The identification of somatic genetic alterations that confer sensitivity to pharmacologic inhibitors has led to new cancer therapies. To identify mutations that confer an exceptional dependency, shRNA-based loss-of-function data were analyzed from a dataset of numerous cell lines to reveal genes that are essential in a small subset of cancer cell lines. Once these cell lines were determined, detailed genomic characterization from these cell lines was utilized to ascertain the genomic aberrations that led to this extreme dependency. This method, in a large subset of lung cancer cell lines, yielded a single lung adenocarcinoma cell line, NCI-H1437, which is sensitive to RNA interference of MAP2K1 expression. Notably, NCI-H1437 is the only lung cancer cell line included in the dataset with a known activating mutation in MAP2K1 (Q56P). Subsequent validation using shRNA and CRISPR-Cas9 confirmed MAP2K1 dependency. In vitro and in vivo inhibitor studies established that NCI-H1437 cells are sensitive to MEK1 inhibitors, including the FDA-approved drug trametinib. Like NCI-H1437 cells, the MAP2K1-mutant cell lines SNU-C1 (colon) and OCUM-1 (gastric) showed decreased viability after MAP2K1 depletion via Cas9-mediated gene editing. Similarly, these cell lines were particularly sensitive to trametinib treatment compared with control cell lines. On the basis of these data, cancers that harbor driver mutations in MAP2K1 could benefit from treatment with MEK1 inhibitors. Furthermore, this functional data mining approach provides a general method to experimentally test genomic features that confer dependence in tumors.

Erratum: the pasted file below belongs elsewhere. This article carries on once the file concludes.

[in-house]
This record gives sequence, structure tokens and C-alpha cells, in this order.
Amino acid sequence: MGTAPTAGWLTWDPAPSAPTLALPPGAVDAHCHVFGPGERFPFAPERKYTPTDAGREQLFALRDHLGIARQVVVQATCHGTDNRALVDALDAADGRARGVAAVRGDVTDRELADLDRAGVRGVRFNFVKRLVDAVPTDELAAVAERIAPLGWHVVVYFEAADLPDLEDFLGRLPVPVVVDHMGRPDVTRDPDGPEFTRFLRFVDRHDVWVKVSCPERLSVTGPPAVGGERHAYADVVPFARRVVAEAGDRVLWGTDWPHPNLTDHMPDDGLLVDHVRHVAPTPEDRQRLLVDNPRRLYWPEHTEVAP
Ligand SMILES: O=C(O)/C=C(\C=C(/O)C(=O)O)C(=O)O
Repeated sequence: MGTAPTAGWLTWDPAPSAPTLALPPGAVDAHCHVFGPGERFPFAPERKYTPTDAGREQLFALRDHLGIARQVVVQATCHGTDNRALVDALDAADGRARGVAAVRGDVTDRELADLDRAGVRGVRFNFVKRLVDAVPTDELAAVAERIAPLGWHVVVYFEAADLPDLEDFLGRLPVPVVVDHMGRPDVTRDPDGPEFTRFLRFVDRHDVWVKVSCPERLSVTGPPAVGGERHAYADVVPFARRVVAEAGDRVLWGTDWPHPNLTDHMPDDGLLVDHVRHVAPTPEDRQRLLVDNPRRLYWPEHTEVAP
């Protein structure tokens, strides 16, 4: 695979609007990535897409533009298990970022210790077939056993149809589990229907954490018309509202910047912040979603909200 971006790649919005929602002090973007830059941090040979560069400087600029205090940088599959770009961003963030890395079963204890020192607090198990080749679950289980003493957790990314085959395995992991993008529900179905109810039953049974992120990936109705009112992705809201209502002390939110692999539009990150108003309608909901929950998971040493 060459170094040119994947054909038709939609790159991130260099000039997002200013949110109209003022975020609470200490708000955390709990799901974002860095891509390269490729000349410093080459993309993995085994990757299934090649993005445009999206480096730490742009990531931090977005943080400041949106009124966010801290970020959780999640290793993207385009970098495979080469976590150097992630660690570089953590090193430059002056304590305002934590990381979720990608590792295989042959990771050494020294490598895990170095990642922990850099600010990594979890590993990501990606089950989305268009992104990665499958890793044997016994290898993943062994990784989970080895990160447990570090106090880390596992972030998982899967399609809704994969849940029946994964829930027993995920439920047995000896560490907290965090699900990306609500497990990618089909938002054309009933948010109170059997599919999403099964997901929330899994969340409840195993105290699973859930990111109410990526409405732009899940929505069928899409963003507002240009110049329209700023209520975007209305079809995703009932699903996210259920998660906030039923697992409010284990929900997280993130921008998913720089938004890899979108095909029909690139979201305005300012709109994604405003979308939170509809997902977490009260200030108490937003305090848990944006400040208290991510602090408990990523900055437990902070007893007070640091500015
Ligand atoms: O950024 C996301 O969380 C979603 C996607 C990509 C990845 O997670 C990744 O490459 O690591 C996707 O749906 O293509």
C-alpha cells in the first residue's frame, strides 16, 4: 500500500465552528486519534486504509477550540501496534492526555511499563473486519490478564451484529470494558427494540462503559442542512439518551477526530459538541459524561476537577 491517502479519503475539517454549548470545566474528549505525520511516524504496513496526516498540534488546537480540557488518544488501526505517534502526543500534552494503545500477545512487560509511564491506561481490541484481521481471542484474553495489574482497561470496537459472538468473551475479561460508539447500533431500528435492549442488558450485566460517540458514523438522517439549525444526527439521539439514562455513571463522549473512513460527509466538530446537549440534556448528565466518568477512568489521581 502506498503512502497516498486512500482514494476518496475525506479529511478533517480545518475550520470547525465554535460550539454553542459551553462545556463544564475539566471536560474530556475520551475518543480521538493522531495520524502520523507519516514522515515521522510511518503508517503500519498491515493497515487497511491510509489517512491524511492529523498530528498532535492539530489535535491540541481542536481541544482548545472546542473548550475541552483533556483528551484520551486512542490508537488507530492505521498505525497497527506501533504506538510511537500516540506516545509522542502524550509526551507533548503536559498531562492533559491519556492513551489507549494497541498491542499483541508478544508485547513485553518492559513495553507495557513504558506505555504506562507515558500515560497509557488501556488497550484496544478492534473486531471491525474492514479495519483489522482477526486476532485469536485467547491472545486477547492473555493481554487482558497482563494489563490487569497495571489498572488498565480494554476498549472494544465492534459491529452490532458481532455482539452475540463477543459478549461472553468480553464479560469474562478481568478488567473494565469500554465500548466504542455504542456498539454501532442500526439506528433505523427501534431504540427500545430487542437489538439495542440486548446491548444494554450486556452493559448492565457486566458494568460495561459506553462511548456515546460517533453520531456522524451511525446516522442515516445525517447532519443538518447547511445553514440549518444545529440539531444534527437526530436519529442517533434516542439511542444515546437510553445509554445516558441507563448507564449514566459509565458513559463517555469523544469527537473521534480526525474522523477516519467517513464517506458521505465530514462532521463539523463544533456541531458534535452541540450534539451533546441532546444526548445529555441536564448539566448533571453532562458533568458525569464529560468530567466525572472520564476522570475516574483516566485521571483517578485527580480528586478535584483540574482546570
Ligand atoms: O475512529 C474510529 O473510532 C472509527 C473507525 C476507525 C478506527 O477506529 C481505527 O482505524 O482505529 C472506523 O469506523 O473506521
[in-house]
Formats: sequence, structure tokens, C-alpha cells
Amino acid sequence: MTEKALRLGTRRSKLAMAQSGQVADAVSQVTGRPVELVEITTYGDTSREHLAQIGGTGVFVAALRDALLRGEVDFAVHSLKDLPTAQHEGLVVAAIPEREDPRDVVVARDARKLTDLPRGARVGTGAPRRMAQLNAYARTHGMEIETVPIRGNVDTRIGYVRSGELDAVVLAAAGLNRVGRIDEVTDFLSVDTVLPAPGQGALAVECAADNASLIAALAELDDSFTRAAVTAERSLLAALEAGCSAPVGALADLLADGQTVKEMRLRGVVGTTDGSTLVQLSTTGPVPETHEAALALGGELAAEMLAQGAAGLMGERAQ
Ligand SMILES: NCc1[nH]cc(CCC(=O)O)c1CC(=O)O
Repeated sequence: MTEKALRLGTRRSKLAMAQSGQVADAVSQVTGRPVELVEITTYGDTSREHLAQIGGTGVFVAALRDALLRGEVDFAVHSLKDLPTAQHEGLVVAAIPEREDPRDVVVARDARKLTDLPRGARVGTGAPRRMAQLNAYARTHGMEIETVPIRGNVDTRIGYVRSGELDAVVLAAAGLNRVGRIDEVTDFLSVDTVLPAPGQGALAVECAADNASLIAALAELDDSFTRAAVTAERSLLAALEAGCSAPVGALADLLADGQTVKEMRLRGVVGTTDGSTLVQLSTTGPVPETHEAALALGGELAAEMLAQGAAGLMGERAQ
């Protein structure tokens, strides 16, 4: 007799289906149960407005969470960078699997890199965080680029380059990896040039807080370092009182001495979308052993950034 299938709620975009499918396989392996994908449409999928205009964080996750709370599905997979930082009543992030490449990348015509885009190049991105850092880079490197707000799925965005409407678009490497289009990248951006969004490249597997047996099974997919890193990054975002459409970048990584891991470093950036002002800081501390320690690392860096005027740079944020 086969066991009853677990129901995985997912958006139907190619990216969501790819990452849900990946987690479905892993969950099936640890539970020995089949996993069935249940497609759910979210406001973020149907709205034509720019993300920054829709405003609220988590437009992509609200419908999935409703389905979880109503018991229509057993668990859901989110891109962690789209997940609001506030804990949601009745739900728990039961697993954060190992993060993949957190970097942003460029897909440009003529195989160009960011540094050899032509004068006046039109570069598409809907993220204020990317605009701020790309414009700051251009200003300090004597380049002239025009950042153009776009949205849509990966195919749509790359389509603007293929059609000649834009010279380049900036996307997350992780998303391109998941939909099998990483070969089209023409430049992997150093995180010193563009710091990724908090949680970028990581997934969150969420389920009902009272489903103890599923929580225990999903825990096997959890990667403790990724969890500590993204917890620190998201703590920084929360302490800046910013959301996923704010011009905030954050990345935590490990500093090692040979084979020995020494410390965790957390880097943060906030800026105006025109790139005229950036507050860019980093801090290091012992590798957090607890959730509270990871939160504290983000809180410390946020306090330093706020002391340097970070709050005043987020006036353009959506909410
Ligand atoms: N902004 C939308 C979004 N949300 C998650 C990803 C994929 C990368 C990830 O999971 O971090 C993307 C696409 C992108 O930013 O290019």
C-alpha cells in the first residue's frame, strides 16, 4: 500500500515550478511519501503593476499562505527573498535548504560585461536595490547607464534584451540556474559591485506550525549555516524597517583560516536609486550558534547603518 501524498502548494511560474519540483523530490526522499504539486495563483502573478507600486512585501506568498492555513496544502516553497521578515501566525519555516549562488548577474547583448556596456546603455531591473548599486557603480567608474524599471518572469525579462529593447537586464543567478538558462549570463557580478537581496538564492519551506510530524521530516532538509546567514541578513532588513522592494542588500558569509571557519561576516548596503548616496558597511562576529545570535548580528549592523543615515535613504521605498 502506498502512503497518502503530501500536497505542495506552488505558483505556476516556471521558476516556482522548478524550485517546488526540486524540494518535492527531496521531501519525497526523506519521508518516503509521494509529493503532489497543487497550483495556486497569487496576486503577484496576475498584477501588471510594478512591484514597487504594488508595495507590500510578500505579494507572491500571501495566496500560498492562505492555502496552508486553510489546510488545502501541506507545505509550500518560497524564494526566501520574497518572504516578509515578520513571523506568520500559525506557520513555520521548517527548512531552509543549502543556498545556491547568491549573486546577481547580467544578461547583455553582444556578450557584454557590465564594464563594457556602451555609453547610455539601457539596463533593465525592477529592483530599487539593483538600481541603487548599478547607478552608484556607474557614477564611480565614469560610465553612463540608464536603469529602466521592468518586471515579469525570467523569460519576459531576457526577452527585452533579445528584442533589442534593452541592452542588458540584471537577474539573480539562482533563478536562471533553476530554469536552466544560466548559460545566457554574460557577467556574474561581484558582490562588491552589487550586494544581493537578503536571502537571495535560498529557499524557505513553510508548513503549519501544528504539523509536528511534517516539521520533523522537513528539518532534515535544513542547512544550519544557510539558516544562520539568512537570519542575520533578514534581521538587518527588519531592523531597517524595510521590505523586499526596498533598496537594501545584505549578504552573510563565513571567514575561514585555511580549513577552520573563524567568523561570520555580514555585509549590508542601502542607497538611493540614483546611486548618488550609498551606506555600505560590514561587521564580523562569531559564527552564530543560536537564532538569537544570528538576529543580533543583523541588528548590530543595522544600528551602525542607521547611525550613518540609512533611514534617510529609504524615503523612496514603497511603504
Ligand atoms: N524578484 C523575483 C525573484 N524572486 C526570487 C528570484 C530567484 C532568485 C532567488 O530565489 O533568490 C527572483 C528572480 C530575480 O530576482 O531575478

Implications: Cancers with an activated RAS/MAPK pathway driven by oncogenic MAP2K1 mutations may be particularly sensitive to MEK1 inhibitor treatments.
©2015 American Association for Cancer Research.